Self-discipline is the master key to effectiveness in sales and any other endeavor you may choose. It’s the ability to keep the commitments that you make to yourself, as well as the ability to delay gratification. It’s also the foundation of good character.
Whenever I speak about the attributes that all successful people seem to share, someone always wants to raise the issues of honesty, integrity or courage. But these traits can more accurately be seen as a subset of self-discipline.
Honesty. The ability to be honest requires the self-discipline to tell the truth, even when the truth will hurt you.
We are built to avoid pain and seek pleasure. Because being honest can cause you pain, it requires that you act in spite of personal pain or the risk of loss. It’s easy to want to retreat from a difficult conversation. It’s easy to want to avoid telling the truth, especially when something is your fault or may damage your relationships.
Self-discipline is what allows you to be honest when it isn’t easy to do so. That honesty—your ability to deal with the uncomfortable—can make you someone worth doing business with.
Integrity. It’s tough to always walk the walk. But that’s what integrity is. It means that your word is your bond and that you can be counted on.
It takes self-discipline to always do what needs to be done when it needs to be done. Sometimes it’s difficult. Sometimes you just don’t feel like it. Oftentimes distractions can derail you from what you planned to do. Self-discipline is what allows you to keep your word and to walk your talk.
Courage. Courage isn’t the absence of fear. It’s taking action even though you are gripped by fear. Courage requires the self-discipline to put yourself or your interests in harm’s way. It’s the ability to take action despite being scared, despite an internal voice that says you should retreat to safety.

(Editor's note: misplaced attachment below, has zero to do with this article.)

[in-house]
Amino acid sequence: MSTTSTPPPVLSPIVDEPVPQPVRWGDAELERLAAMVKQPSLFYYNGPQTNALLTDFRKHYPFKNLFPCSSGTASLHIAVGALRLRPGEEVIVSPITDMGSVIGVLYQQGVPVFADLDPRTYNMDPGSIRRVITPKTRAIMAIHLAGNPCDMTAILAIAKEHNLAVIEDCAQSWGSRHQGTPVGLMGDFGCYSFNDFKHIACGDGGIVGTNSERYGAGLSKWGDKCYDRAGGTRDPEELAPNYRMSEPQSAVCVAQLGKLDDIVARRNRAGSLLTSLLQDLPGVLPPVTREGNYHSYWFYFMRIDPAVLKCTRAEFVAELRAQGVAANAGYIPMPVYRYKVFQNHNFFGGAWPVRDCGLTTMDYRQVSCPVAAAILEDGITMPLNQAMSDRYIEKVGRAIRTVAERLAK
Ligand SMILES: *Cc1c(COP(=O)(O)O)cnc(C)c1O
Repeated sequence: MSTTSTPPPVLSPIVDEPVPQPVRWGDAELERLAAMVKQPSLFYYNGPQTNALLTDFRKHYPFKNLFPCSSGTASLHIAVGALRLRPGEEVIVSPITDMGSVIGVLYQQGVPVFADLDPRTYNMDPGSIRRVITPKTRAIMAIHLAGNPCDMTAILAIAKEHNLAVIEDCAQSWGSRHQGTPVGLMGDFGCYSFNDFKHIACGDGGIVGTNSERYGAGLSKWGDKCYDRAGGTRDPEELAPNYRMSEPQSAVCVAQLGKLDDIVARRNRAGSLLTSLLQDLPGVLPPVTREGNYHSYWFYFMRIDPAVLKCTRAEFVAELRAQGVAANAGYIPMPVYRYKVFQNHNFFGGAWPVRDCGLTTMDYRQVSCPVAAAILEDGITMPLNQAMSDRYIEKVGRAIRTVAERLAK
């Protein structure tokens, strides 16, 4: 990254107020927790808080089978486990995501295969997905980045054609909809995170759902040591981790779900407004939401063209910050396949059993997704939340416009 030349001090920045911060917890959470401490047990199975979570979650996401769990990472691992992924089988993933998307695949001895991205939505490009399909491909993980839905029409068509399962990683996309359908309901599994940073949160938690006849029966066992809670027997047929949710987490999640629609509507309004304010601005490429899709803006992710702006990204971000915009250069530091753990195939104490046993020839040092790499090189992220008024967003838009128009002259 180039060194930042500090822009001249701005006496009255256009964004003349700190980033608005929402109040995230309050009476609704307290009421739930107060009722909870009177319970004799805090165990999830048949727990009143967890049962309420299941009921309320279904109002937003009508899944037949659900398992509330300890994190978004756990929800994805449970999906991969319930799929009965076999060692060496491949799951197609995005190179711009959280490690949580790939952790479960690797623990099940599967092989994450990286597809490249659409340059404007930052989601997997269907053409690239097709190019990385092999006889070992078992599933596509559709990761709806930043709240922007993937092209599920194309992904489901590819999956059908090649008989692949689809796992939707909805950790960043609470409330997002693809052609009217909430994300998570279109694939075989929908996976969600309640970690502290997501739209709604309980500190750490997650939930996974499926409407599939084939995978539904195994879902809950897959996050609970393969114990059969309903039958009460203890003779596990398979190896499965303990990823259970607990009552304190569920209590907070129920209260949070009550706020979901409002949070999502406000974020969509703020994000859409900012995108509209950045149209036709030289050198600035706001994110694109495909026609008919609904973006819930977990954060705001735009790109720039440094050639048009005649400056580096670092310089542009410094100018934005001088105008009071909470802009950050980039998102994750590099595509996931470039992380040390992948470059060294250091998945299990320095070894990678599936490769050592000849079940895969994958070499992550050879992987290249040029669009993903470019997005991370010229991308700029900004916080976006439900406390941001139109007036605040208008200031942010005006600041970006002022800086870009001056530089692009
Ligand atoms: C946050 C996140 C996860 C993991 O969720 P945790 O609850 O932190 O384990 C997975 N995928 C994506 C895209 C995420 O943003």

Self-discipline is what allows you to stand when inside all you want to do is run. You have a commitment to something greater, to a higher value, and you are willing to keep that commitment regardless of the price you may have to pay.
Delayed Gratification. Of all the things that self-discipline enables, the most important may be the ability to delay gratification. It gives you the ability to trade a lesser reward now for a greater reward later.
You may avoid a little pain now by being dishonest, for example. But you will be rewarded later with all the benefits that accrue to those who can be trusted and who are willing to tell the truth—even when it comes at high personal cost.
Fortunately, most of us don’t face physical threats very often. But we all face situations that require moral courage. Self-discipline is what supports that courage. It allows you to act even when you put yourself at risk by doing so.
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Anthony Iannarino is the managing director of B2B Sales Coach & Consultancy, a boutique sales coaching and consulting company, and an adjunct faculty member at Capital University’s School of Management and Leadership. For more information, so go http://thesalesblog.com/s-anthony-iannarino/